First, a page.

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mutaullyassuredsuffering
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Discussion Starter · #1 ·
Being a participant in "extreme" sports (rock and ice climbing) I've been annoyed for the past few years by the marketing hijak of such activites into the mainstream. Instead of being the nerdy engineers who doesn't want to take a whipper, me and my buddies were suddenly portrayed as stupid, high, adrenaline junkies who live with their parents.

In the past few years the trend has reached a peak in Marketing land to the point that this morning I brushed my teeth with an "extreme" toothbrush and "extreme" toothpaste for an "extreme" clean. I then hopped into my "extreme" pants, ate an "extreme" cereal, drank "extreme" coffee, before driving my "extreme" vehicle to work in "extreme" driving conditions...... WOW! that was a pretty extreme morning, no? At this point I think the only product that is not labeled as extreme by stoned sounding 20-somethings is toilet paper...simply because most of us would not like to know what "extreme" toilet paper feels like....

My point of the rant is that I am starting to hear the word "epic" pop up a bit too much now. I'm afraid were are headed for the same fate again. We are already buying "epic" energy drinks on our way to "epic" ski hills, and eating "epic" burgers to refuel.

I think we in MTB-land are about to lose that word to the marketing guru's. Maybe we should start coming up with a new term now before we sound like a Mounatin Dew commercial when talk about an epic ride? Suggestions?
 

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How about, "wicked pissa"?

As in, "I did a 35 miler last week and had to wrestle a mountain lion. It was wicked pissa." Let's see those damn marketers try to take that away. I dare them to make me brush my teeth with Wicked Pissa Toothpaste or finish my ride with Wicked Pissa Flavored Gatorade.
 

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Yummy
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screampint said:
I have an easy solution:

Turn off the television. Yes, that is an extreme measure, but it could lead to an epic ride.

The marketing hype will no longer be extremely bothersome to epic proportions.
YEAH! TO THE MAX!!!

Kn.
 

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mutaullyassuredsuffering
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Discussion Starter · #6 ·
TV is off....

I turned it off for the most part a while ago.....

It's just really funny when you look at deodorant, a toothbrush, or a pizza box and see "extreme" printed on it.

I just don't think the term epic ride will have much meaning anymore after buying an epic laxative...
 

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Marketing will always be about 2 years behind the curve on anything like this, mainly because the people who have the knowledge to clue them in are too busy working at normal, run-of-the-mill jobs, and riding/climbing/surfing/etc. on weekends. Being too busy to drop a line to the ad geeks...
 

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blet drive
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Scott O said:
How about, "wicked pissa"?

As in, "I did a 35 miler last week and had to wrestle a mountain lion. It was wicked pissa." Let's see those damn marketers try to take that away. I dare them to make me brush my teeth with Wicked Pissa Toothpaste or finish my ride with Wicked Pissa Flavored Gatorade.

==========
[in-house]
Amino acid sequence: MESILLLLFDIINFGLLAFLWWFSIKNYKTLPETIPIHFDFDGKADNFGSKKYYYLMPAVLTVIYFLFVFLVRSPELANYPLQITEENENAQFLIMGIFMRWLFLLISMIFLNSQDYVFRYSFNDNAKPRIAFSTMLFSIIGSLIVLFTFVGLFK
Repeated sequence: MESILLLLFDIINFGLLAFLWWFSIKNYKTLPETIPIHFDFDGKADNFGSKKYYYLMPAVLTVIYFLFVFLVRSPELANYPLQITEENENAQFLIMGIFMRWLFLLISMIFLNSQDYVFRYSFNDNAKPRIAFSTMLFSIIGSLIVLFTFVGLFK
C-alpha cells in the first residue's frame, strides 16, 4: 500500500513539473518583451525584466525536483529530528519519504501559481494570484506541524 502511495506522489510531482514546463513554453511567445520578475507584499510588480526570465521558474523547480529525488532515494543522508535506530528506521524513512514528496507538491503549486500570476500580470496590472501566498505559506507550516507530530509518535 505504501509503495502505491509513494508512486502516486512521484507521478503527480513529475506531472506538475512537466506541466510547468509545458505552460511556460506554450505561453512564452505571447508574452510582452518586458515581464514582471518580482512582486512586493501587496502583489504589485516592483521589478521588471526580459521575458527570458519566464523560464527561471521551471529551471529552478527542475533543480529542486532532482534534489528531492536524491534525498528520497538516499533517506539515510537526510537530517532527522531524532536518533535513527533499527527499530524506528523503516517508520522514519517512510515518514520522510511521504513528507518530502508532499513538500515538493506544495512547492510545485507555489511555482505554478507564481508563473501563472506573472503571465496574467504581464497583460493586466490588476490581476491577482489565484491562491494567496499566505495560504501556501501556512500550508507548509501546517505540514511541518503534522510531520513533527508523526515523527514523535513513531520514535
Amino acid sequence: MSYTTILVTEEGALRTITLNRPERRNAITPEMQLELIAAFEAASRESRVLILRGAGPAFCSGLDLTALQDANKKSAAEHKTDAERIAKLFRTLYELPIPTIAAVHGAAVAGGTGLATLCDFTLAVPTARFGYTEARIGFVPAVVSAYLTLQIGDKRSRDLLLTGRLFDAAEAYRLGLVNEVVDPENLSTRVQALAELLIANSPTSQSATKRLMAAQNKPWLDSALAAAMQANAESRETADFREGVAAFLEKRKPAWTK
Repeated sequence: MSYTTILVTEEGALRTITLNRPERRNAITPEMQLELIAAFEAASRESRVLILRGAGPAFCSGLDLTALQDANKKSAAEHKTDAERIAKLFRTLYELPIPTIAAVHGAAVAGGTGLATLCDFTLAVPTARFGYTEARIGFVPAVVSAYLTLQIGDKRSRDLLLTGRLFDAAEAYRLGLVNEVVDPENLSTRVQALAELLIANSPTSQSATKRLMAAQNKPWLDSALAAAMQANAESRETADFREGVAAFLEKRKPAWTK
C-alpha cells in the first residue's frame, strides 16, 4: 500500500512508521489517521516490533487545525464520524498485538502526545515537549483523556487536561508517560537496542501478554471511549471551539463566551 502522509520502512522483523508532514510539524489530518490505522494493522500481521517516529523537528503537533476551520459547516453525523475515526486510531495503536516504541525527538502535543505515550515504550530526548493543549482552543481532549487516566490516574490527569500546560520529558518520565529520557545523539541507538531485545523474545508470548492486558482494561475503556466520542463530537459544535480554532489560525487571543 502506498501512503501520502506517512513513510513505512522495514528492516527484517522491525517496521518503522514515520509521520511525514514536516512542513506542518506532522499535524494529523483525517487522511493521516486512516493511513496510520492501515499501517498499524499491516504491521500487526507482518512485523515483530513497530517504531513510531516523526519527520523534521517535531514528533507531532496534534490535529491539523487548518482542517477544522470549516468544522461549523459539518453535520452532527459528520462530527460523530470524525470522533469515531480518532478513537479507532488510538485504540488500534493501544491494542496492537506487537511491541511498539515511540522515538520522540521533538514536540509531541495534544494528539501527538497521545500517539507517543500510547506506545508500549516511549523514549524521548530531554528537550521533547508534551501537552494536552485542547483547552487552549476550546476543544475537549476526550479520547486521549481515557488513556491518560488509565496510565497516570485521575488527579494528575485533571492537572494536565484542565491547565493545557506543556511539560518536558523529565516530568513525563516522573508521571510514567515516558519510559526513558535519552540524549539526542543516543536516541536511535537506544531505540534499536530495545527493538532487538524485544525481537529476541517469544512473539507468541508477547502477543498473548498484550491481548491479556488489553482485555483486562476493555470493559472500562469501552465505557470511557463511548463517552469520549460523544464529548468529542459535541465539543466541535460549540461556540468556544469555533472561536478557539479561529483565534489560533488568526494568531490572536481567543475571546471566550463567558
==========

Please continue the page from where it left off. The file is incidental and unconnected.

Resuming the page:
i like i like it wicked pissa
 

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OK, so I had an acquaintance, the boyfriend of a friend of my wife, who liked to throw out weird sayings and see if they caught on or if he heard someone else use it. The one I heard about was 'bonus ninja!:p I don't think I'll be hearing that one again, except for in stories about him. I think epic should be safer than extreme was. It's not as easy for the public to understand what it's all about.
Dude! That jump was totally bonus ninja! You got like two feet of air!
 

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You're a climber? I used to spend at least 12 hours a week in the climbing gym, so I could one day climb V12. I never got past V10, partly from a lack of natural talent, but also because i got so tired of the super-psyched, super-sick... just the general mundane, repetitive, super-ness of everyone's self-involvement. Of course, I live in Boulder, so I suppose that's to be expected. After a time, I refused to use any climbing related jargon, ever, "Grab that thing-y and put your foot on that little doo-hicky there." Granted, the lingo is highly descriptive, and therefore useful, but such was my disillusion. It became impossible to communicate with other climbers whose vocabulary included these words, but none others: sloper, crimper, gaston, dyno, sick, psyched, and epic.

I suppose now I climb very little and ride my mtb very often because, when you "go for a bike ride" you are riding your bike, getting away from things, and enjoying the act. You're not standing around talking about it. (I'd use "analyzing" instead of "talking about", but I don't think that's an appropriate description of how most climbers discuss their experiences.) All the bũllshǐt is left at the parking lot. When you go climbing, and especially bouldering, you stand around a lot, talk about how psyched you are about the epic rock you're climbing, strut around with your shirt off, and attempt to freshen the obvious air of competitiveness that lingers at every crag and bouldering area. Admittedly, I was to blame for it as much as the next douche-bag. I HAD to improve, and if I didn't, climbing wasn't enjoyable. Although the desire to improve exists for my riding, it isn't overwhelming to the point of stifling my enjoyment of it. A ride is a ride.

I do miss the girls. God, climber-chicks are hot.